The density-based spatial clustering of applications with noise algorithm (DBSCAN) uses clustering by finding groups of observations with a high density, meaning they are not spread out.
This is appropriate if the clusters can be assumed to have different shapes. This differs from k-means because it can accommodate different shapes in data instead of only round clusters. This allows an analysis to pull other observations from the data and help to find similarities that can otherwise go unnoticed.
DBSCAN requires two parameters. The first is called epsilon, which looks at the maximum distance away a data point can be to still be part of the group. The other parameter is MinPoints, which dictates the minimum number of similar observations in a group required to be included in that cluster.
So, if you set MinPoint to five, then even if an observation has a distance less than the epsilon to three observations, it would still be excluded from the cluster. As you might notice, DBSCAN doesn’t require that we tell the algorithm how many clusters to find.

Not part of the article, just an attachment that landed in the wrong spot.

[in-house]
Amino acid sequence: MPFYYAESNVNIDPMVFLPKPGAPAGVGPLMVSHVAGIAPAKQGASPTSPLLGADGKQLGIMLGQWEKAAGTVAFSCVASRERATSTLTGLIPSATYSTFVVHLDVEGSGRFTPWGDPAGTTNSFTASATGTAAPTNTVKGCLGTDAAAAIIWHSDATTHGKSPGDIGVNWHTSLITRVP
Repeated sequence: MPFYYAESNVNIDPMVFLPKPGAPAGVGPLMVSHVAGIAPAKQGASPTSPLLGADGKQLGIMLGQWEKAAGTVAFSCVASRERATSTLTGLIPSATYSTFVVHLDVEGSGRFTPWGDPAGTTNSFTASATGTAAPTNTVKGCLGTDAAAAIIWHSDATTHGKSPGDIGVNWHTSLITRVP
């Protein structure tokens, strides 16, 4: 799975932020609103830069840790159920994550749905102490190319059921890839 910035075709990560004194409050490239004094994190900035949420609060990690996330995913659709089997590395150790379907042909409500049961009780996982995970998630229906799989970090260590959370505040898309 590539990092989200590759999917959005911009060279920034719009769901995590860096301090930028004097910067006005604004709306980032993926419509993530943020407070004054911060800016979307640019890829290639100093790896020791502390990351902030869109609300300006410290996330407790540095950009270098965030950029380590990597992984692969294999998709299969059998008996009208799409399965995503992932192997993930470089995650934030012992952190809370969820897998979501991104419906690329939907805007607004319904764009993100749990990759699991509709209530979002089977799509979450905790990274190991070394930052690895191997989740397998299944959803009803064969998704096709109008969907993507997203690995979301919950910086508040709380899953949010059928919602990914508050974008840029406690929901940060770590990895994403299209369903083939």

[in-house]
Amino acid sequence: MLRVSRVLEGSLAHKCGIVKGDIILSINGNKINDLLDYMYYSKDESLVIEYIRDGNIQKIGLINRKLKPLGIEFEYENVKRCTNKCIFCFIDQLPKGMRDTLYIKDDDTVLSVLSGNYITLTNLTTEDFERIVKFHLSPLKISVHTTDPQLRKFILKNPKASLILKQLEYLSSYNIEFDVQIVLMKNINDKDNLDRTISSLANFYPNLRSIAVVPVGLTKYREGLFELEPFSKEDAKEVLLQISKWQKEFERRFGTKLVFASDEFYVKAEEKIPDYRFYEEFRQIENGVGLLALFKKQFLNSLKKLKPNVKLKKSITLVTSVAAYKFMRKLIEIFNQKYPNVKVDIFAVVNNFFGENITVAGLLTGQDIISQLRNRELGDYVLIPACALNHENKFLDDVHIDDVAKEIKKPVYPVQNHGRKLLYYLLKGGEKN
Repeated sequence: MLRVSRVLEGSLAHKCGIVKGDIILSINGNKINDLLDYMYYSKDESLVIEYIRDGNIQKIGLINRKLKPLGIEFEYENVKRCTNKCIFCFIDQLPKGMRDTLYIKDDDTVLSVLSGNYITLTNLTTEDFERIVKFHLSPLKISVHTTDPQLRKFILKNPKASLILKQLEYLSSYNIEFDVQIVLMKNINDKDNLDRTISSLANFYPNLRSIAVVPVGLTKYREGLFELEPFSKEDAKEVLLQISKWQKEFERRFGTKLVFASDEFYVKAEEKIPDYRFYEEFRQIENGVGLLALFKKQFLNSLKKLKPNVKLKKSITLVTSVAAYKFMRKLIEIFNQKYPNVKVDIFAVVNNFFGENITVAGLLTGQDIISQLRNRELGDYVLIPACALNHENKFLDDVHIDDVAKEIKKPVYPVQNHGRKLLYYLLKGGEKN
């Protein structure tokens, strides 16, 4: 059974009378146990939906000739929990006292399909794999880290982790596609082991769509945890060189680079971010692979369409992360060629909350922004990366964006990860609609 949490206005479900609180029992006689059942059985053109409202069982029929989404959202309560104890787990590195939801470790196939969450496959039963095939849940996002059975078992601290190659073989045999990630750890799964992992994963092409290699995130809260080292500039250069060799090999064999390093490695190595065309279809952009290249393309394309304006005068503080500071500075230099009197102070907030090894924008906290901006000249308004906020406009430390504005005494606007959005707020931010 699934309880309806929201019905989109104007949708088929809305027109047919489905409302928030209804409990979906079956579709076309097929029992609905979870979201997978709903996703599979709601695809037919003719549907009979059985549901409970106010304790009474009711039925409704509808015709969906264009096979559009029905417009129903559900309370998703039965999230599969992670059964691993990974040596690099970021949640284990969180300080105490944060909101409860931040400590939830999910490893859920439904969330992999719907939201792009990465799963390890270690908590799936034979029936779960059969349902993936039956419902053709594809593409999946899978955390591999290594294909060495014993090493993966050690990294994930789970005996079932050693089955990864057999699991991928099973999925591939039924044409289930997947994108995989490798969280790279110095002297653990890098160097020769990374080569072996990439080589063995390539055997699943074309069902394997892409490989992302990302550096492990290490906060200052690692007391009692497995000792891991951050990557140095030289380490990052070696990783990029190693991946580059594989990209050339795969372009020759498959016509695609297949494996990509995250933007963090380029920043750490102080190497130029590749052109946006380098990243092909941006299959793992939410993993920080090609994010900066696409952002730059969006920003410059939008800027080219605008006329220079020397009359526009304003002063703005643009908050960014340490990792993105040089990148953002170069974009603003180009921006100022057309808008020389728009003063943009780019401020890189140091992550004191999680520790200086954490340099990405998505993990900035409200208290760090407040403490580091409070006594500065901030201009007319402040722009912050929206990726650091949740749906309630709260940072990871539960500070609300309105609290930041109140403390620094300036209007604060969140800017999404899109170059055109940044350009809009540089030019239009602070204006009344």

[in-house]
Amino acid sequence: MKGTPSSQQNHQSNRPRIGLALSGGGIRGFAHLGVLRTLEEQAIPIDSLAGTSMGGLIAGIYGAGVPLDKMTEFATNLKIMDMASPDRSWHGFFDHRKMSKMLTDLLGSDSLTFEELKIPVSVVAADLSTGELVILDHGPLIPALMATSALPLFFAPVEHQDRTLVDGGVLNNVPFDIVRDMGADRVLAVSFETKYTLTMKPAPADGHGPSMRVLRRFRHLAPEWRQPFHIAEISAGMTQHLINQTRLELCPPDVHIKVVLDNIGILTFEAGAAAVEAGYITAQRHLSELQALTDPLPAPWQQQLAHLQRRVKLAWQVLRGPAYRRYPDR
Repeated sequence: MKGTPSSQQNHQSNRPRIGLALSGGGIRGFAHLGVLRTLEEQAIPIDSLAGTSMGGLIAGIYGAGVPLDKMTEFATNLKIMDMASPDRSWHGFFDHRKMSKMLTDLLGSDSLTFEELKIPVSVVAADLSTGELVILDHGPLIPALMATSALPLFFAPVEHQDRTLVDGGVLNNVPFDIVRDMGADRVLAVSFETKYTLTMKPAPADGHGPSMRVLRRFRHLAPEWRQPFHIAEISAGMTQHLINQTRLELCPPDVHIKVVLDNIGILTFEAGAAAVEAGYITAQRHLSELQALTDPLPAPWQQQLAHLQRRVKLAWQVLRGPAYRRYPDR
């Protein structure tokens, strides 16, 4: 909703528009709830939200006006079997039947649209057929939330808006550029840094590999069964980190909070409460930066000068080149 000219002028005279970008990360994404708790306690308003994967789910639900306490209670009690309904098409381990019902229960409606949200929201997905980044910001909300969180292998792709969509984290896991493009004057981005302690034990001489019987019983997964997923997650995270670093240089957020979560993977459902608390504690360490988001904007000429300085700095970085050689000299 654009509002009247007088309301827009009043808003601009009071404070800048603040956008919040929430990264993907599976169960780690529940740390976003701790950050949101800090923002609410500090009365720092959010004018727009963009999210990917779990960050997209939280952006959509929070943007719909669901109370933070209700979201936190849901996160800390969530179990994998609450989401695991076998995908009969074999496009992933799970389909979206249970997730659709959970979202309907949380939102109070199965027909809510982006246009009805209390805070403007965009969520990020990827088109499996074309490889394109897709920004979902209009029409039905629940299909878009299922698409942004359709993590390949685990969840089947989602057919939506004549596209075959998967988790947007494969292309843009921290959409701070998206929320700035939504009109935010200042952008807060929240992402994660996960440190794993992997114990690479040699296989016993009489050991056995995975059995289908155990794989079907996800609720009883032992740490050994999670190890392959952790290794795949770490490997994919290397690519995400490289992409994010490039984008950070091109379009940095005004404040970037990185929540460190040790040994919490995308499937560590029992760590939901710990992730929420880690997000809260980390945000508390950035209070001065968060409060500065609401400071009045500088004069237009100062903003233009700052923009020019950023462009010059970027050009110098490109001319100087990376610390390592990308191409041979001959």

Not having to select the number of clusters simplifies the task of getting new information out from data and reduces the risk of missing out of important or hidden knowledge.
This sounds complicated, but these types of clustering algorithms have a unique function in marketing.
For instance, they can used to recommend products to a cluster of customers based on what they have previously purchased. If one customer in a cluster has purchased product A and product B, and another customer in the same cluster has purchased product A as well, then we could recommend product B for the second customer.
Amazon’s site does something similar when it recommends purchases based on what other people bought.
If you want to read all the related articles on the topic of AI algorithms, here is the list of all blog posts in this article series: